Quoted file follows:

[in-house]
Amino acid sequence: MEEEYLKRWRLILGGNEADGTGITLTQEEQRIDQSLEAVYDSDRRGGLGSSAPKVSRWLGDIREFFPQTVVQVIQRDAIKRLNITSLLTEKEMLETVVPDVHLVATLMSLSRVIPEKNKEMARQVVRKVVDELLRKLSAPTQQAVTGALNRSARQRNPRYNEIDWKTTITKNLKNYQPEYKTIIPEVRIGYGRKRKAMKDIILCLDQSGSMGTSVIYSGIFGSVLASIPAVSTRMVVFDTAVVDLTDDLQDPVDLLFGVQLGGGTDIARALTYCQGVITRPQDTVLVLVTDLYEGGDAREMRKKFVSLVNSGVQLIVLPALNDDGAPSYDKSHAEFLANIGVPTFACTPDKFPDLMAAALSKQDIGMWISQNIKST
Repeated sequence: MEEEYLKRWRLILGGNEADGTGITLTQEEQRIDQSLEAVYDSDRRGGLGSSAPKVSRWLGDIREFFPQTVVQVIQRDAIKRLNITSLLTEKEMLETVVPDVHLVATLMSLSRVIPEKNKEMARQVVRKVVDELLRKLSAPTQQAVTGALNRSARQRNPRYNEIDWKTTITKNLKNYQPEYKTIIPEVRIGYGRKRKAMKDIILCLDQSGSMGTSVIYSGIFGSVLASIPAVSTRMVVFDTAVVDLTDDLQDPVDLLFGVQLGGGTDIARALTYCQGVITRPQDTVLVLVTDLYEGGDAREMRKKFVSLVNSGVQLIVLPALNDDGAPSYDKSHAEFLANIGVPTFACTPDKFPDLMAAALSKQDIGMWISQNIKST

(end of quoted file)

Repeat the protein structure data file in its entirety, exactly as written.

[in-house]
Amino acid sequence: MEEEYLKRWRLILGGNEADGTGITLTQEEQRIDQSLEAVYDSDRRGGLGSSAPKVSRWLGDIREFFPQTVVQVIQRDAIKRLNITSLLTEKEMLETVVPDVHLVATLMSLSRVIPEKNKEMARQVVRKVVDELLRKLSAPTQQAVTGALNRSARQRNPRYNEIDWKTTITKNLKNYQPEYKTIIPEVRIGYGRKRKAMKDIILCLDQSGSMGTSVIYSGIFGSVLASIPAVSTRMVVFDTAVVDLTDDLQDPVDLLFGVQLGGGTDIARALTYCQGVITRPQDTVLVLVTDLYEGGDAREMRKKFVSLVNSGVQLIVLPALNDDGAPSYDKSHAEFLANIGVPTFACTPDKFPDLMAAALSKQDIGMWISQNIKST
Repeated sequence: MEEEYLKRWRLILGGNEADGTGITLTQEEQRIDQSLEAVYDSDRRGGLGSSAPKVSRWLGDIREFFPQTVVQVIQRDAIKRLNITSLLTEKEMLETVVPDVHLVATLMSLSRVIPEKNKEMARQVVRKVVDELLRKLSAPTQQAVTGALNRSARQRNPRYNEIDWKTTITKNLKNYQPEYKTIIPEVRIGYGRKRKAMKDIILCLDQSGSMGTSVIYSGIFGSVLASIPAVSTRMVVFDTAVVDLTDDLQDPVDLLFGVQLGGGTDIARALTYCQGVITRPQDTVLVLVTDLYEGGDAREMRKKFVSLVNSGVQLIVLPALNDDGAPSYDKSHAEFLANIGVPTFACTPDKFPDLMAAALSKQDIGMWISQNIKST